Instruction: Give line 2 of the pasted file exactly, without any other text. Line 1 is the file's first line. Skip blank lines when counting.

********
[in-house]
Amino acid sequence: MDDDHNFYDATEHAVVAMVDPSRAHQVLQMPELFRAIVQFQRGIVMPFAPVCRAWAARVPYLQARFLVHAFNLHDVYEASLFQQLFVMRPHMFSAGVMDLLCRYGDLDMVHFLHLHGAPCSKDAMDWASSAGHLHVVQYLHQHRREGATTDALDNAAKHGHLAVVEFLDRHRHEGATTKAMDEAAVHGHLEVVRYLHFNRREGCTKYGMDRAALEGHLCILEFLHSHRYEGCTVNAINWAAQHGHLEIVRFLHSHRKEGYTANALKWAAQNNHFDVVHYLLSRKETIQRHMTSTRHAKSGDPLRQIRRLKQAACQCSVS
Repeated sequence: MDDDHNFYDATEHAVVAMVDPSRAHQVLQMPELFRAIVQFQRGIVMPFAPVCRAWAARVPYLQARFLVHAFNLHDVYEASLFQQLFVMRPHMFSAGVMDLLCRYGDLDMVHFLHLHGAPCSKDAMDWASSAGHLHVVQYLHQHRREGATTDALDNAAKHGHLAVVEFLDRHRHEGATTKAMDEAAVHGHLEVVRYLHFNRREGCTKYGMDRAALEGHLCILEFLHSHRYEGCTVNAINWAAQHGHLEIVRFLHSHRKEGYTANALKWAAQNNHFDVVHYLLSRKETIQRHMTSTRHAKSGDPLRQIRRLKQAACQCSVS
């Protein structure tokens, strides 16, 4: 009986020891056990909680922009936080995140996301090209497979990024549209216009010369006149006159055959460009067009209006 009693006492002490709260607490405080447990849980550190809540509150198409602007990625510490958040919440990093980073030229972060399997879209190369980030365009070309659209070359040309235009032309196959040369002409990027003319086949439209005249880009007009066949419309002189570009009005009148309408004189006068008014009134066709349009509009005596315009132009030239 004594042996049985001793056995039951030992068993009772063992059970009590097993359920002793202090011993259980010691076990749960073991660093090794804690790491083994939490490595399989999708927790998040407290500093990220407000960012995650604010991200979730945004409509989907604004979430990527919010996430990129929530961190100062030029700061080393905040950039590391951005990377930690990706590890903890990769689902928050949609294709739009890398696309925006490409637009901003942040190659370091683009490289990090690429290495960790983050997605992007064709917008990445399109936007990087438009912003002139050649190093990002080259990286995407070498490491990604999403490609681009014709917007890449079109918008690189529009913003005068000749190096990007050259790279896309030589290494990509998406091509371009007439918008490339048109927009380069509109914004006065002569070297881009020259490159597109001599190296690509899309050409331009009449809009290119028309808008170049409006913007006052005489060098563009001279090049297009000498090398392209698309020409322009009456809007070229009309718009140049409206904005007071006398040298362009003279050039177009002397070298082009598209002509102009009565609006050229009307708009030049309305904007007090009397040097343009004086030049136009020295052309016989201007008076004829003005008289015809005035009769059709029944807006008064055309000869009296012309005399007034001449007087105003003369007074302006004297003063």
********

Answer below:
Amino acid sequence: MDDDHNFYDATEHAVVAMVDPSRAHQVLQMPELFRAIVQFQRGIVMPFAPVCRAWAARVPYLQARFLVHAFNLHDVYEASLFQQLFVMRPHMFSAGVMDLLCRYGDLDMVHFLHLHGAPCSKDAMDWASSAGHLHVVQYLHQHRREGATTDALDNAAKHGHLAVVEFLDRHRHEGATTKAMDEAAVHGHLEVVRYLHFNRREGCTKYGMDRAALEGHLCILEFLHSHRYEGCTVNAINWAAQHGHLEIVRFLHSHRKEGYTANALKWAAQNNHFDVVHYLLSRKETIQRHMTSTRHAKSGDPLRQIRRLKQAACQCSVS